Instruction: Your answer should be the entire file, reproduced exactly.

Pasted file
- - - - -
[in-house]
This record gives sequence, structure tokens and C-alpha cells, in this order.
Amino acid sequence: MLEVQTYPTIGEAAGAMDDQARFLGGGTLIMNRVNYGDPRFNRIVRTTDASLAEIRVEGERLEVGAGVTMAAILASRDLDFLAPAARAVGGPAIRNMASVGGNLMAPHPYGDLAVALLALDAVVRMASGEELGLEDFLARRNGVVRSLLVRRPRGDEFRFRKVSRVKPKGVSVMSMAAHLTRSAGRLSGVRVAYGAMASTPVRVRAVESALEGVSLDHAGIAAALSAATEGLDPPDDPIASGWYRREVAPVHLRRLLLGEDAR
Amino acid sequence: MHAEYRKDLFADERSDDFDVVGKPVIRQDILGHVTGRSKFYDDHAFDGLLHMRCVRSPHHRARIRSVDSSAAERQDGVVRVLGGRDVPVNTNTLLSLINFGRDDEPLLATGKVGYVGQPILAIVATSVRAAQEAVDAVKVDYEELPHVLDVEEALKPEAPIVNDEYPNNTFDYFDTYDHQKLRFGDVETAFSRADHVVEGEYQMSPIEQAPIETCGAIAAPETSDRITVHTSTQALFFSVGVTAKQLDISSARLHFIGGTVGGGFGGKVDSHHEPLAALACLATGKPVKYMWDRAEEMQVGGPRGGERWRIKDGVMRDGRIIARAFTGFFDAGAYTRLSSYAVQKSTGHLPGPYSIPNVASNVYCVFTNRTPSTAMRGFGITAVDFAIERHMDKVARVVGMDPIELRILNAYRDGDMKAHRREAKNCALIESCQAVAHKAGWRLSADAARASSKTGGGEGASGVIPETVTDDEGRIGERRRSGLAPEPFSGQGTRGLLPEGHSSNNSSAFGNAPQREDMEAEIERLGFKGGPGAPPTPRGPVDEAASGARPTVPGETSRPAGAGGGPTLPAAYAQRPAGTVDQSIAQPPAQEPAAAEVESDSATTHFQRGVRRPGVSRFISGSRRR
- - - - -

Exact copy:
[in-house]
This record gives sequence, structure tokens and C-alpha cells, in this order.
Amino acid sequence: MLEVQTYPTIGEAAGAMDDQARFLGGGTLIMNRVNYGDPRFNRIVRTTDASLAEIRVEGERLEVGAGVTMAAILASRDLDFLAPAARAVGGPAIRNMASVGGNLMAPHPYGDLAVALLALDAVVRMASGEELGLEDFLARRNGVVRSLLVRRPRGDEFRFRKVSRVKPKGVSVMSMAAHLTRSAGRLSGVRVAYGAMASTPVRVRAVESALEGVSLDHAGIAAALSAATEGLDPPDDPIASGWYRREVAPVHLRRLLLGEDAR
Amino acid sequence: MHAEYRKDLFADERSDDFDVVGKPVIRQDILGHVTGRSKFYDDHAFDGLLHMRCVRSPHHRARIRSVDSSAAERQDGVVRVLGGRDVPVNTNTLLSLINFGRDDEPLLATGKVGYVGQPILAIVATSVRAAQEAVDAVKVDYEELPHVLDVEEALKPEAPIVNDEYPNNTFDYFDTYDHQKLRFGDVETAFSRADHVVEGEYQMSPIEQAPIETCGAIAAPETSDRITVHTSTQALFFSVGVTAKQLDISSARLHFIGGTVGGGFGGKVDSHHEPLAALACLATGKPVKYMWDRAEEMQVGGPRGGERWRIKDGVMRDGRIIARAFTGFFDAGAYTRLSSYAVQKSTGHLPGPYSIPNVASNVYCVFTNRTPSTAMRGFGITAVDFAIERHMDKVARVVGMDPIELRILNAYRDGDMKAHRREAKNCALIESCQAVAHKAGWRLSADAARASSKTGGGEGASGVIPETVTDDEGRIGERRRSGLAPEPFSGQGTRGLLPEGHSSNNSSAFGNAPQREDMEAEIERLGFKGGPGAPPTPRGPVDEAASGARPTVPGETSRPAGAGGGPTLPAAYAQRPAGTVDQSIAQPPAQEPAAAEVESDSATTHFQRGVRRPGVSRFISGSRRR